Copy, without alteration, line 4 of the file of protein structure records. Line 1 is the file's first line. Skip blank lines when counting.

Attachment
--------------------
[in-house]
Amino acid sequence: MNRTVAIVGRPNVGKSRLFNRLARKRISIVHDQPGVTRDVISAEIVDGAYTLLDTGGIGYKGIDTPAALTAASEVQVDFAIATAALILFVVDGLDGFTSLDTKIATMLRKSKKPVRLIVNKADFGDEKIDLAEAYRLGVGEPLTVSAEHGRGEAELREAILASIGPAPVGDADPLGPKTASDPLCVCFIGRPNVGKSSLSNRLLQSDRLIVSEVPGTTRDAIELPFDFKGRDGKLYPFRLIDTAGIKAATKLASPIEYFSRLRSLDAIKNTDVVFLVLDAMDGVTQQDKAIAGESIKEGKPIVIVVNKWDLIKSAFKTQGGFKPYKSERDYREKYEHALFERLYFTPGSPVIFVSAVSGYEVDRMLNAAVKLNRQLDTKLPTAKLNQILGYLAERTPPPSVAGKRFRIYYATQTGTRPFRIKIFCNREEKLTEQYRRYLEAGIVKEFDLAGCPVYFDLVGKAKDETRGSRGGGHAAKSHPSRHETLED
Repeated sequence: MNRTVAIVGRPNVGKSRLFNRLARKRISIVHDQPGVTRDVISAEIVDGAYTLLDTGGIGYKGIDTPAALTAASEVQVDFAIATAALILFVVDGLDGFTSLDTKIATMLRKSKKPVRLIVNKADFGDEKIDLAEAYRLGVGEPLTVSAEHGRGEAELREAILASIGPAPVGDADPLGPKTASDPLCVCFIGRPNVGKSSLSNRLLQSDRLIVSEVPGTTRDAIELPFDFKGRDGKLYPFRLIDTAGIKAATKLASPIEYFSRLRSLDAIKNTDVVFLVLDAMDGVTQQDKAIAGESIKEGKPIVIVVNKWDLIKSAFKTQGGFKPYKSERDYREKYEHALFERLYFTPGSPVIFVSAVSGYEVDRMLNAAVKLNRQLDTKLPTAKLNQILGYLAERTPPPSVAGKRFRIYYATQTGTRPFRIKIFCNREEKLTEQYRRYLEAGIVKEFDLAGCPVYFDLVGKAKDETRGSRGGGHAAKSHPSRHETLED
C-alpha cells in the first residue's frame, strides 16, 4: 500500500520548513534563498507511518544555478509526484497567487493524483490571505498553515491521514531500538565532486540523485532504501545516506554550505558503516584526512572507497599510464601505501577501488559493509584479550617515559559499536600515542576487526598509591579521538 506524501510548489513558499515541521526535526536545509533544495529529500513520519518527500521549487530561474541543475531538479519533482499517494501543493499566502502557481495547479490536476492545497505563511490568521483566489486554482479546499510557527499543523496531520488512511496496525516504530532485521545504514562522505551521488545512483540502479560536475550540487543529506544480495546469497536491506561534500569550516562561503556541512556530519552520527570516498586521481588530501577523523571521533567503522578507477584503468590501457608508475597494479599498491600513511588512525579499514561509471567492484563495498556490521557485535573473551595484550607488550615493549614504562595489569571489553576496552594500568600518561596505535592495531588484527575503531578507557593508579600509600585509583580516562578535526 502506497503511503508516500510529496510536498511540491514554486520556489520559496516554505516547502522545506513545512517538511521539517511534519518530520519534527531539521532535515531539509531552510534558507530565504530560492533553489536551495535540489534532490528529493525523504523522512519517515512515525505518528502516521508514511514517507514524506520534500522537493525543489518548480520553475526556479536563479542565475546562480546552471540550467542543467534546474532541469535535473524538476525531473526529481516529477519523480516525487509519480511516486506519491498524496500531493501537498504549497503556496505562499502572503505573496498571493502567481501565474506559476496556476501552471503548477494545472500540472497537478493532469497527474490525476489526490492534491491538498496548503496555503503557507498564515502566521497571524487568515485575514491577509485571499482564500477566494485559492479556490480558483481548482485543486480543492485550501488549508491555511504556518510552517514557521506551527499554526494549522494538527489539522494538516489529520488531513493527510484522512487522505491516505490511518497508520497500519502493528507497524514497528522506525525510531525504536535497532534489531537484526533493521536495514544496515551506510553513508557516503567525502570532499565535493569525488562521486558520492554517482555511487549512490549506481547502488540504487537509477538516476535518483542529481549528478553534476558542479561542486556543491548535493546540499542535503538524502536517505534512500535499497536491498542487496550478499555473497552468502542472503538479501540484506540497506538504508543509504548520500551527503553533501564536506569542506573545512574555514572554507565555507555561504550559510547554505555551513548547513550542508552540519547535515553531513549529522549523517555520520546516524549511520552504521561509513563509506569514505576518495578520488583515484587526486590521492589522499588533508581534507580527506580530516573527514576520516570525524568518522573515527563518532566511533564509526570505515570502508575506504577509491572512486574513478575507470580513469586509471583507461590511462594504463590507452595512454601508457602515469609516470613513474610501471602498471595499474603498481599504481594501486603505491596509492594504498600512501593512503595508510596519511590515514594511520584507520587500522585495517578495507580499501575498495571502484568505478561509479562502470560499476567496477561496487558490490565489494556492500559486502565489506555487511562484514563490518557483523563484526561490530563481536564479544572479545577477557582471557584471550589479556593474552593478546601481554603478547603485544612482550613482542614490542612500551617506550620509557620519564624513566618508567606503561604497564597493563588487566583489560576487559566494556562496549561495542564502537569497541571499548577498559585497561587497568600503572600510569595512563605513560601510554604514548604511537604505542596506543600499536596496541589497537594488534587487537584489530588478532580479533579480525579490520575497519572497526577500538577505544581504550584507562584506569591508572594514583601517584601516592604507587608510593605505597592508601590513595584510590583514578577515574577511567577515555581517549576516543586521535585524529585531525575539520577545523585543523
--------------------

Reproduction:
C-alpha cells in the first residue's frame, strides 16, 4: 500500500520548513534563498507511518544555478509526484497567487493524483490571505498553515491521514531500538565532486540523485532504501545516506554550505558503516584526512572507497599510464601505501577501488559493509584479550617515559559499536600515542576487526598509591579521538 506524501510548489513558499515541521526535526536545509533544495529529500513520519518527500521549487530561474541543475531538479519533482499517494501543493499566502502557481495547479490536476492545497505563511490568521483566489486554482479546499510557527499543523496531520488512511496496525516504530532485521545504514562522505551521488545512483540502479560536475550540487543529506544480495546469497536491506561534500569550516562561503556541512556530519552520527570516498586521481588530501577523523571521533567503522578507477584503468590501457608508475597494479599498491600513511588512525579499514561509471567492484563495498556490521557485535573473551595484550607488550615493549614504562595489569571489553576496552594500568600518561596505535592495531588484527575503531578507557593508579600509600585509583580516562578535526 502506497503511503508516500510529496510536498511540491514554486520556489520559496516554505516547502522545506513545512517538511521539517511534519518530520519534527531539521532535515531539509531552510534558507530565504530560492533553489536551495535540489534532490528529493525523504523522512519517515512515525505518528502516521508514511514517507514524506520534500522537493525543489518548480520553475526556479536563479542565475546562480546552471540550467542543467534546474532541469535535473524538476525531473526529481516529477519523480516525487509519480511516486506519491498524496500531493501537498504549497503556496505562499502572503505573496498571493502567481501565474506559476496556476501552471503548477494545472500540472497537478493532469497527474490525476489526490492534491491538498496548503496555503503557507498564515502566521497571524487568515485575514491577509485571499482564500477566494485559492479556490480558483481548482485543486480543492485550501488549508491555511504556518510552517514557521506551527499554526494549522494538527489539522494538516489529520488531513493527510484522512487522505491516505490511518497508520497500519502493528507497524514497528522506525525510531525504536535497532534489531537484526533493521536495514544496515551506510553513508557516503567525502570532499565535493569525488562521486558520492554517482555511487549512490549506481547502488540504487537509477538516476535518483542529481549528478553534476558542479561542486556543491548535493546540499542535503538524502536517505534512500535499497536491498542487496550478499555473497552468502542472503538479501540484506540497506538504508543509504548520500551527503553533501564536506569542506573545512574555514572554507565555507555561504550559510547554505555551513548547513550542508552540519547535515553531513549529522549523517555520520546516524549511520552504521561509513563509506569514505576518495578520488583515484587526486590521492589522499588533508581534507580527506580530516573527514576520516570525524568518522573515527563518532566511533564509526570505515570502508575506504577509491572512486574513478575507470580513469586509471583507461590511462594504463590507452595512454601508457602515469609516470613513474610501471602498471595499474603498481599504481594501486603505491596509492594504498600512501593512503595508510596519511590515514594511520584507520587500522585495517578495507580499501575498495571502484568505478561509479562502470560499476567496477561496487558490490565489494556492500559486502565489506555487511562484514563490518557483523563484526561490530563481536564479544572479545577477557582471557584471550589479556593474552593478546601481554603478547603485544612482550613482542614490542612500551617506550620509557620519564624513566618508567606503561604497564597493563588487566583489560576487559566494556562496549561495542564502537569497541571499548577498559585497561587497568600503572600510569595512563605513560601510554604514548604511537604505542596506543600499536596496541589497537594488534587487537584489530588478532580479533579480525579490520575497519572497526577500538577505544581504550584507562584506569591508572594514583601517584601516592604507587608510593605505597592508601590513595584510590583514578577515574577511567577515555581517549576516543586521535585524529585531525575539520577545523585543523